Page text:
It appeared on the northern horizon, a glimpse of brown, grey-brown, and dirty white that smeared across the pale blue northern sky from northwest to just east of north, quick glimpsed between the trees as I drove on an errand Saturday. Everyone knew it had the potential to be one of those days, and alas, it lived down to our expectations and fears. Half an hour later, smoke covered the entire northern horizon, hiding the precise location of origin. Anything north of town’s not great because it is such rough, broken terrain, with little pockets and lots of subdivisions and little clusters of fancy houses built for scenery and not for ease of access during wild-land fires.
By 1600 a fire warning had been posted and two main roads closed because the smoke reduced visibility to zero.
And to keep gawkers out from under foot. I just don’t understand why people want to go watch a grass or brushfire, especially when the wind drives them so fast that they can outrun cars (as 5 people found out in 2006, G-d rest their souls. They were fire fighters). The fire started beside a major road, and I suspect something like hot brakes, or a tossed ciggy-butt, or exhaust pipe started it. I could be wrong. All it took was a spark, because we have lots and lots of well-cured grass just waiting for something to set it alight.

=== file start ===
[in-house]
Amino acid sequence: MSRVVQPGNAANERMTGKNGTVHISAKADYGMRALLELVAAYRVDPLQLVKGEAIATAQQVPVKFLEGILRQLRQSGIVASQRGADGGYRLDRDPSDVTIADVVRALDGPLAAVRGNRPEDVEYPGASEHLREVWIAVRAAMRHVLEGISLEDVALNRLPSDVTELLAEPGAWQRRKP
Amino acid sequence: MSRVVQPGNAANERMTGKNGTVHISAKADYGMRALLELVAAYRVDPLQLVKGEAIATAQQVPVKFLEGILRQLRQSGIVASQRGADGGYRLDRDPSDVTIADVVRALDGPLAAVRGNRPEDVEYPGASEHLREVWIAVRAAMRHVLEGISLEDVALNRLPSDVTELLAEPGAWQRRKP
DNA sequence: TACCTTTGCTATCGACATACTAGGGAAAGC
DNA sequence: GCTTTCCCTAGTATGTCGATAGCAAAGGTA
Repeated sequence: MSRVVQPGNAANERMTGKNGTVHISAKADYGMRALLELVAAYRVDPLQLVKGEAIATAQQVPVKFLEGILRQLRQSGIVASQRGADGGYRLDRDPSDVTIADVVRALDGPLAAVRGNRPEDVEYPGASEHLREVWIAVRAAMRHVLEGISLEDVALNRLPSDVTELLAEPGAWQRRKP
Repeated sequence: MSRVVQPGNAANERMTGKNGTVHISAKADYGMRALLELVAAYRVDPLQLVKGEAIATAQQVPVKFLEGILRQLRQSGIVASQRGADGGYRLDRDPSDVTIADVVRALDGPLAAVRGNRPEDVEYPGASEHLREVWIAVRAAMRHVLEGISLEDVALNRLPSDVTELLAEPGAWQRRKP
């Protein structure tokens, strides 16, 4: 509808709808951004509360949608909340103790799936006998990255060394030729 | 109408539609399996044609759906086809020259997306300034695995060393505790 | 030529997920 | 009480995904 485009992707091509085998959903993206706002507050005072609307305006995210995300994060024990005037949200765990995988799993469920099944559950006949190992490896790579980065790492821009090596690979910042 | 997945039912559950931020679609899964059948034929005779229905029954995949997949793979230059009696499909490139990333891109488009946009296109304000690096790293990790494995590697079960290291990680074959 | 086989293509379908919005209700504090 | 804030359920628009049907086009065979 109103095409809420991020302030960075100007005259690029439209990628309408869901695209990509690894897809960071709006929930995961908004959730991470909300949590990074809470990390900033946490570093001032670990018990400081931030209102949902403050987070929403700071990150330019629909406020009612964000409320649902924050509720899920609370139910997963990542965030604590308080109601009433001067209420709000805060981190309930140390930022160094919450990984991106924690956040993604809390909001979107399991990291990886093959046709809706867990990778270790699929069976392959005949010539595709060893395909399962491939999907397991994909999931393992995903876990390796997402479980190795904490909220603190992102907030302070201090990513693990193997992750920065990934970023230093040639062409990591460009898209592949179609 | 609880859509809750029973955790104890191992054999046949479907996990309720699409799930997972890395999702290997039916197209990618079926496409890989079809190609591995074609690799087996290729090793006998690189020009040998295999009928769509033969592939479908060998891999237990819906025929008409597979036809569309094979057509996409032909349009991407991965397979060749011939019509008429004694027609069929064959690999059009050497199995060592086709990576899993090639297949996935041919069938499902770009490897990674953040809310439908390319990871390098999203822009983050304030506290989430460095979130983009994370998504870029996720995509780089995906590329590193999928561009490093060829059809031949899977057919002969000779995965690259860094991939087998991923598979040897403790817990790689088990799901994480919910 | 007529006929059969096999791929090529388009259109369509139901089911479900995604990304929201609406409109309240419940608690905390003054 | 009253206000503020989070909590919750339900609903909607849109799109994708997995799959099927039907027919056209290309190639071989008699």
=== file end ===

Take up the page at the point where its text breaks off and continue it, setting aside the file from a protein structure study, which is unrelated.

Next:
By 1900, even though southerly winds continued, I could smell the smoke in town. It had a bit of the grass scent, but thicker and darker, for lack of a better word, probably from the mesquite and other brush burning. By Sunday morning it was under control and only 1500 acres or so had been scorched. Several ranches and the national park service (lake Meredith) have been running controlled burns for this very reason, and right now we also have TX Forest Service water bombers up here, in case of this very thing. The yucca stubs will smoulder for days if not checked and quenched. Usually they’re just ignored, but this time they probably got drenched into submission.
I fear it is going to be a long fire season. In 2006 we lost over a million acres and a dozen human lives, plus thousands of cattle and horses. I don’t want another one of those years, please.